Beyond the perfect storm and beyond Covid, the competitive pressure on HEIs which was already unsustainable will get worse in part because of the responses to Covid which have perpetuated old models.  The way back to normal is perilous, it may even be pointless and misguided to attempt it.  The way forward needs both a new mindset and new approaches if we are to see genuine recovery and to face the magnitude of the problems ahead.  With few “friends outside their borders”, HEIs need to step up to the challenge of improving the experience of students, to anticipate and get ahead of the value for money issues which lie ahead and to engage with a world which may be very much less tolerant of some of their historic foibles.  Given the transformational power and potential of the higher education experience and the vital societal, cultural and economic role of Universities, the key questions lie in whether estates investment in the next decade will mark a necessary change or a potentially futile attempt to return to “old normal”.  Join us to explore institutional vulnerability, disruptive innovation, the perpetuation of a familiar zombie and a route to saving the planet one project at a time.

Charles Dokk-Olsen, Director, Shepheard Epstein Hunter

Bryan Thomas, Managing Director, CPB Projects

Session kindly supported by Shepheard Epstein Hunter

11:00 - 12:00 Session C2: The Connected Campus


We invite you to join Nick (UPP) and Rob (Planon) to explore how leveraging technology to connect campus systems can improve the student experience. The session will include examples of integrated student apps, the use of Business Intelligence (BI) dashboards to drive strategic decision making and utilising data from BMS systems to prioritise and auto-allocate work. This will be an interactive session with plenty of real-world examples from Universities in the UK and around the world, as little PowerPoint as possible, we promise!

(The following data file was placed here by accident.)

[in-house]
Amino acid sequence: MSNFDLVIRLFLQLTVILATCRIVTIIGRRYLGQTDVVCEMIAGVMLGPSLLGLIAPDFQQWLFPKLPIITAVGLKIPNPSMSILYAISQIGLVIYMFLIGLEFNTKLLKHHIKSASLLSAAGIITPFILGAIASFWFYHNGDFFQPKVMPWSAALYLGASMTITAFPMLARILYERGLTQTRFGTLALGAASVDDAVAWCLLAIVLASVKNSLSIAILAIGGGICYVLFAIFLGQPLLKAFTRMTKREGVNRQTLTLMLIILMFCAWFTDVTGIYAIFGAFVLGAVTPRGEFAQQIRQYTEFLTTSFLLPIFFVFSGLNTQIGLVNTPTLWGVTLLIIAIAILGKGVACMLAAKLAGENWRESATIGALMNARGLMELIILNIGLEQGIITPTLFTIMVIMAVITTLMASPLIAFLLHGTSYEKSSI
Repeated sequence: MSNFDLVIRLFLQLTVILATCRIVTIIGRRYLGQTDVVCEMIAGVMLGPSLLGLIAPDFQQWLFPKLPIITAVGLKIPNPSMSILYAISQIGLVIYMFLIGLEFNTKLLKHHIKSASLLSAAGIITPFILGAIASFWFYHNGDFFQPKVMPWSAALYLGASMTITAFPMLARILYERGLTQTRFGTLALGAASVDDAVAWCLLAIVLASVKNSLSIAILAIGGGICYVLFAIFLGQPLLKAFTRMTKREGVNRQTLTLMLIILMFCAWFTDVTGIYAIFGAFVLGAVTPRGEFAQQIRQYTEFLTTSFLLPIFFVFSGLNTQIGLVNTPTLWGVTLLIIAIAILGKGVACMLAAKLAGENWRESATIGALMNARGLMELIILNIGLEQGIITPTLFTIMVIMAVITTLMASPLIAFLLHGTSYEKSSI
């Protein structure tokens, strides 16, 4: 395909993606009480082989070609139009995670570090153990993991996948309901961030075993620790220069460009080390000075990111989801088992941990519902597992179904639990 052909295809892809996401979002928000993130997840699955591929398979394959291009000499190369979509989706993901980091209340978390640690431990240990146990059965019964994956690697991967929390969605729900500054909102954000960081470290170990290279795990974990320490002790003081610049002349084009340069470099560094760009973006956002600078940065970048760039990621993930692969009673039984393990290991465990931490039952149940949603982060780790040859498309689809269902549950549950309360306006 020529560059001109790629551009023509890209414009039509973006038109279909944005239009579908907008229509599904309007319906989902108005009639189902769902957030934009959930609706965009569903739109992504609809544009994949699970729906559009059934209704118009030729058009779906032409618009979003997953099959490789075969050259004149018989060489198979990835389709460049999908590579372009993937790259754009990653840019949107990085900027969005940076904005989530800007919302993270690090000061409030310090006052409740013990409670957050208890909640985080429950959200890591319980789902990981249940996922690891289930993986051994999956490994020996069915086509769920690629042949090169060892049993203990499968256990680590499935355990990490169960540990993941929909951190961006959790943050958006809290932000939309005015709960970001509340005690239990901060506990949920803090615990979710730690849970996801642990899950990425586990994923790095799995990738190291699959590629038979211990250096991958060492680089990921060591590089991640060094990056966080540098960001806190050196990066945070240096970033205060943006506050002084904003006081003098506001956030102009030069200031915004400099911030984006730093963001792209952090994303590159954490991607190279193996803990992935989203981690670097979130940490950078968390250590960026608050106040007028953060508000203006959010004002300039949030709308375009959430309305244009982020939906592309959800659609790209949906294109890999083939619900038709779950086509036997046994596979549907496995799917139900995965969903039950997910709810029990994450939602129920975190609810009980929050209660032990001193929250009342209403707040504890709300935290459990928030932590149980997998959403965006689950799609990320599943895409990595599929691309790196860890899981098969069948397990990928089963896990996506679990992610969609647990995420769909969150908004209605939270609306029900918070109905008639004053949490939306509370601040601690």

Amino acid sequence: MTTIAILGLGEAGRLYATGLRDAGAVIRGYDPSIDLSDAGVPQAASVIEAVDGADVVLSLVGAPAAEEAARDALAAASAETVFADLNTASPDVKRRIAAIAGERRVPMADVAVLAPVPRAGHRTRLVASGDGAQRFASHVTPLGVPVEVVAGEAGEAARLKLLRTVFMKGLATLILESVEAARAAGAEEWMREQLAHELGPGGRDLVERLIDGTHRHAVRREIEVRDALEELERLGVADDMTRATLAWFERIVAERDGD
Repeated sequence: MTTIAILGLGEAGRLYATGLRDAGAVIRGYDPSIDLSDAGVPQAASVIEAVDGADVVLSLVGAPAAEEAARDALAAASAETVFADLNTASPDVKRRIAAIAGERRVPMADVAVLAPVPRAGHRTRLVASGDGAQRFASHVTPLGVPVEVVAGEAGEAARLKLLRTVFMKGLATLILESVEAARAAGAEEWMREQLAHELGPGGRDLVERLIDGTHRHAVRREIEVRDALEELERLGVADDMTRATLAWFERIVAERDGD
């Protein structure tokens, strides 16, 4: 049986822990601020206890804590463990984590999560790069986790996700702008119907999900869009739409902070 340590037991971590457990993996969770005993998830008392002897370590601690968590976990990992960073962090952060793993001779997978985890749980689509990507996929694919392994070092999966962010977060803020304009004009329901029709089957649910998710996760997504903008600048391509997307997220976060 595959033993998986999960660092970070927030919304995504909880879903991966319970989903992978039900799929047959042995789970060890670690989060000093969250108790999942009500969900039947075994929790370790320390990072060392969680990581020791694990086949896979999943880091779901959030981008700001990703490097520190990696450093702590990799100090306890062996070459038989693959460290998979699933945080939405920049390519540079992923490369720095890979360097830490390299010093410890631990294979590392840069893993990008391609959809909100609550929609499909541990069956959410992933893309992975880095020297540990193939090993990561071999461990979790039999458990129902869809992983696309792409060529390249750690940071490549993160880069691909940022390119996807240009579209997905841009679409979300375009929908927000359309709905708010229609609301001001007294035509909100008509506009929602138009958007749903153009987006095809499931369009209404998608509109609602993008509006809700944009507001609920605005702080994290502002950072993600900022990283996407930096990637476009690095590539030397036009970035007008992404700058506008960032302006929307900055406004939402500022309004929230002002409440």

Nick Tonge, Planon System Manager, UPP 

Rob Williams, Global Presales Manager, Planon

Session kindly supported by Planon

11:00 - 12:00 Session C3: Route to a truly net zero carbon university campus


How will universities achieve world leading campuses to go with their world leading courses. Net Zero buildings are the way forward and the energy intensity targets to achieve this are challenging. Fundamentally, if the scale of the problem cannot be scrutinised in sufficient detail then the efficacy of solutions cannot be determined. This session will cover the methodologies that universities can use to drive change including why some are experiencing frustration with BREEAM and so have moved to develop bespoke assessments. A key area is the in use delivery of energy performance for new buildings and how the NABERS and PassivHaus methodologies have proven deliverability. Examples include work done for a number of universities as well as for the Welsh government on improving the deliverability of targets. This will also expand Cundall’s steps to zero carbon and how they relate to a campus.

Alan Fogarty, Sustainability Partner, Cundall

Session kindly supported by Cundall

11:00 - 12:00 Session C4: A Vision for a Learning Landscape


 Creating a spectrum to energise the campus  of formal, hybrid and informal learning spaces to maximise the potential and provide future resilience. 

Magda Mostafa, Associate Professor Architecture, Co-director UNESCO-UIA Education Commission, American University in Cairo